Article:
Disappointed Harrogate leader says decision to scrap district councils 'flies in face of the criteria'
The leader of Harrogate Borough Council, which now faces extinction, says he is disappointed the Government has backed Northallerton over district councils in its decision over who will run the county in the biggest shake-up of local government here for 50 years..
After Local Government Secretary Robert Jenrick MP revealed last night that it chosen the bid for a new single council structure proposed by North Yorkshire County Council over a rival one for two authorities split on a east/west basis which would have left power in the hands of smaller councils such as Harrogate's, Coun Richard Cooper said he supported the shake-up in principle and would work to support the new authority but the decision itself "flew in the face of the Government's own criteria"..
Coun Cooper said: "I am disappointed at this decision and I will be interested in due course to read the Government’s reasoning.
"It is more appropriate to comment on how this odd decision, which flies in the face of the government’s own criteria, was reached after I have done that reading.
"I have always been in favour of unitary government. It is less confusing for residents who will only have one council to go to for all services and it avoids the expense of duplication."
Under the new system agreed last night after months of bids, talks and consultations, all seven of North Yorkshire's existing district councils will be abolished and services taken over the county council following elections to be held in May next year.
But York will remain its own unitary council and will not be part of the new body.
North Yorkshire now also looks certain to get its own elected mayor with substantial powers and a sizable budget.
The biggest changes in how Harrogate is governed is the result of national government's drive for regional devolution with more power to fuel economic growth away from London.
The mood in Harrogate to the news is not one of surprise at the decision, more disappointment at the inevitability of the Government's choice with some seeing it not as a blow but as an opportunity to improve the town's future.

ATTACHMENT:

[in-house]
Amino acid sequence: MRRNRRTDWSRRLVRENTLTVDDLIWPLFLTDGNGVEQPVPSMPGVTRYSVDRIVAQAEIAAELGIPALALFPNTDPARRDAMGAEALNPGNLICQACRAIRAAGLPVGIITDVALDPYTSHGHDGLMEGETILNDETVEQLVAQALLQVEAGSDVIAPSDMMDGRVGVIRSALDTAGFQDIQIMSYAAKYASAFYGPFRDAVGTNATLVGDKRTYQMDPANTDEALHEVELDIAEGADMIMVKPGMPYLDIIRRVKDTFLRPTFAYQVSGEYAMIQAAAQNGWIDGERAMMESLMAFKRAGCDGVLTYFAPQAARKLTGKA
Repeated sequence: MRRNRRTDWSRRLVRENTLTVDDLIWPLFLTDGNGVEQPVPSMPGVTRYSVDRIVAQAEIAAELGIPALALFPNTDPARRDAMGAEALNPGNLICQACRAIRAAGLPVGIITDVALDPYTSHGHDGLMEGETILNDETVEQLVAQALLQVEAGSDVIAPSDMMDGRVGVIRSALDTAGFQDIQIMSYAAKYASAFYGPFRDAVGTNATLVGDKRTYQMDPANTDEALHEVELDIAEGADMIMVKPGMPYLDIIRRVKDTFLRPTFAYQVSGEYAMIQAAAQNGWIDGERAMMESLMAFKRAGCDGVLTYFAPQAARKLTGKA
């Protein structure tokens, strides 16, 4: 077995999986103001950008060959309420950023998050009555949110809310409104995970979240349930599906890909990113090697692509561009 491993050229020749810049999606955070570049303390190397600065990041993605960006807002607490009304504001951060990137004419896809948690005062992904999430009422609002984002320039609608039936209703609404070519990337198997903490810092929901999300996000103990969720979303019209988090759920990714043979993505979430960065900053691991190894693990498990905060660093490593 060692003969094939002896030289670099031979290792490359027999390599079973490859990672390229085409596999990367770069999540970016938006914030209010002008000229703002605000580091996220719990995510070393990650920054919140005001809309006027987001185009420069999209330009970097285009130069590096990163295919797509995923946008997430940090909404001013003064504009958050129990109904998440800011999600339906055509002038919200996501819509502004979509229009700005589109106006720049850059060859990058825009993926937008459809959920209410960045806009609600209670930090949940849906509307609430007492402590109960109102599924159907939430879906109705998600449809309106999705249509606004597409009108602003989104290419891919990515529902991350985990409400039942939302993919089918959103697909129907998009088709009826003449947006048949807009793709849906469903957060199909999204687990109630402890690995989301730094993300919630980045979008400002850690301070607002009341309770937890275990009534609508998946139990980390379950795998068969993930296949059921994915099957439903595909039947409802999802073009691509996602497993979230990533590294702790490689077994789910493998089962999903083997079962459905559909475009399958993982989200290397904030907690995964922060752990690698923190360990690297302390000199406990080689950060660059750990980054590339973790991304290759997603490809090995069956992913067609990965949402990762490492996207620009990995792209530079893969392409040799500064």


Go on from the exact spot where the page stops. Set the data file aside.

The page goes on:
In picking Northallerton's bid, Local Government Secretary Robert Jenrick MP rejected the 'east/west plan' supported by Harrogate Borough Council which would have seen the county’s seven district councils - Scarborough, Harrogate, Ryedale, Craven, Hambleton, Selby and Richmondshire - and York split in half to create two authorities of roughly the same population size.
Scarborough, Ryedale, Selby and York would have been in one authority with Craven, Hambleton, Richmondshire and Harrogate in the other.
At the most fundamental level the decision raises questions about local accountability and efficiency and how these twin goals are best served.
Coun Cooper says the Government's own criteria which had specified the ideal size and make-up of any new unitary authority should have favoured the 'east/west plan'.
Coun Cooper said: "My argument has always been that any unitary for our area needs to be of the right size and structure to deliver efficient and responsive services to residents.
"The county council deliver some services exceptionally – children’s services and adult social care to name two. In other areas they let our borough down."
But the Harrogate council leader also believes the new authority for North Yorkshire has the power to do good and that voters will ultimately only care if the end results on the ground aren't good.
Coun Cooper said: "My job now as the Leader of Harrogate Borough Council is to explore how the new unitary authority, based on the county structure, can improve these shortcomings.
"I do not believe that many are bothered who empties their bins, cuts the grass, fills the potholes and provides all the other local services as long as they do it well.
"Making sure current services which are excellent continue at that high standard and ensuring those that are falling short improve is my primary concern."
North Yorkshire County Council, which already delivers 80% of services in the Harrogate district is convinced their system will turn out to be the most efficient.
Leader of North Yorkshire County Council, Councillor Carl Les said: “We are pleased that this has been recognised by the Government as the right thing for the future, but now we have to work together between the two tiers to make the transition as good as possible for the benefit of our residents, our businesses and the many staff that we employ as well.
“This moves away from the confusion you get in tiers of whose job is what.
"For example at the moment you have one council emptying the bins and then another disposing of the rubbish - there are so many confusions like this.
"We have always believed that two tiers is inefficient and within inefficiency comes extra costs.
“By getting rid of the confusion and the inefficiency, we get rid of that extra cost which actually puts the council in a stronger position going forward because local government is not going to be in a good place for funding because the nation has to recover from the pandemic, and all the spending that the chancellor has been quite rightly doing so has been to protect jobs.”
Speculation has been growing in recent months that, once North Yorkshire councils have been scrapped and replaced with one authority, major areas such as Harrogate will get their own town councils with their own powers and money, though limited in nature.
The new council in North Yorkshire is expected to deliver all public services in the county from April 2023.